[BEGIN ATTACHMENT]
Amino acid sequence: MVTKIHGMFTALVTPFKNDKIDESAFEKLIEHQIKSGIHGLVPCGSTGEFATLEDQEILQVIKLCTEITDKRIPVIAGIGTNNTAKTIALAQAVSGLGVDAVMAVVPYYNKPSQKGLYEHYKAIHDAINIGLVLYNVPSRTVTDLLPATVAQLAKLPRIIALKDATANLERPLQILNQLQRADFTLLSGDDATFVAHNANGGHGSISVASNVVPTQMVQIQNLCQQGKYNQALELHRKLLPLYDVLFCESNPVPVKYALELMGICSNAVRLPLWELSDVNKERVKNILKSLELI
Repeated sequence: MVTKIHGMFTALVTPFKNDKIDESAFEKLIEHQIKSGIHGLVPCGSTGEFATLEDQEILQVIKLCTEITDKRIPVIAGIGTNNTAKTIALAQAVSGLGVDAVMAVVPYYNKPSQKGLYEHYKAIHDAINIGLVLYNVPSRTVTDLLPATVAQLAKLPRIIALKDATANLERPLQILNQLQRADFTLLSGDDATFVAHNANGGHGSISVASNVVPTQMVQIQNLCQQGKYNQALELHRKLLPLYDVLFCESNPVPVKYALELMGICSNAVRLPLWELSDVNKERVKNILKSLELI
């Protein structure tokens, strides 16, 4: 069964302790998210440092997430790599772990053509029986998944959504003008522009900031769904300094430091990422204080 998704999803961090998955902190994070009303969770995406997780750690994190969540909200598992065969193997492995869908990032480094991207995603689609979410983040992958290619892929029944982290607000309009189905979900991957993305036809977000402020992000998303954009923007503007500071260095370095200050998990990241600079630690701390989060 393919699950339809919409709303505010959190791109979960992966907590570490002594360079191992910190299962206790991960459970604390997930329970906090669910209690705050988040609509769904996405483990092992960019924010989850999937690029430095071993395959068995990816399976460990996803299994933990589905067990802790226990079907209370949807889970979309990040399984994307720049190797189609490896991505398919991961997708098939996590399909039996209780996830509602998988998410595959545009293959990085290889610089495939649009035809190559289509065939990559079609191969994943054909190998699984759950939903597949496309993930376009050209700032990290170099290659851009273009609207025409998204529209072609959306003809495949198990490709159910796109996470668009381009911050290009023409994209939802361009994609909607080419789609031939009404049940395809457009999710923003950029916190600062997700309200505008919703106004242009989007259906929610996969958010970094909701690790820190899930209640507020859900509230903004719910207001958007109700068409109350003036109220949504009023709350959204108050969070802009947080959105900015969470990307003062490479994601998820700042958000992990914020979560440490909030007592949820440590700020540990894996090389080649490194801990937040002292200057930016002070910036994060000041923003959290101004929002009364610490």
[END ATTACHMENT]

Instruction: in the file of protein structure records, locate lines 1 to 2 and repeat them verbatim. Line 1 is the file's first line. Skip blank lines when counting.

Amino acid sequence: MVTKIHGMFTALVTPFKNDKIDESAFEKLIEHQIKSGIHGLVPCGSTGEFATLEDQEILQVIKLCTEITDKRIPVIAGIGTNNTAKTIALAQAVSGLGVDAVMAVVPYYNKPSQKGLYEHYKAIHDAINIGLVLYNVPSRTVTDLLPATVAQLAKLPRIIALKDATANLERPLQILNQLQRADFTLLSGDDATFVAHNANGGHGSISVASNVVPTQMVQIQNLCQQGKYNQALELHRKLLPLYDVLFCESNPVPVKYALELMGICSNAVRLPLWELSDVNKERVKNILKSLELI
Repeated sequence: MVTKIHGMFTALVTPFKNDKIDESAFEKLIEHQIKSGIHGLVPCGSTGEFATLEDQEILQVIKLCTEITDKRIPVIAGIGTNNTAKTIALAQAVSGLGVDAVMAVVPYYNKPSQKGLYEHYKAIHDAINIGLVLYNVPSRTVTDLLPATVAQLAKLPRIIALKDATANLERPLQILNQLQRADFTLLSGDDATFVAHNANGGHGSISVASNVVPTQMVQIQNLCQQGKYNQALELHRKLLPLYDVLFCESNPVPVKYALELMGICSNAVRLPLWELSDVNKERVKNILKSLELI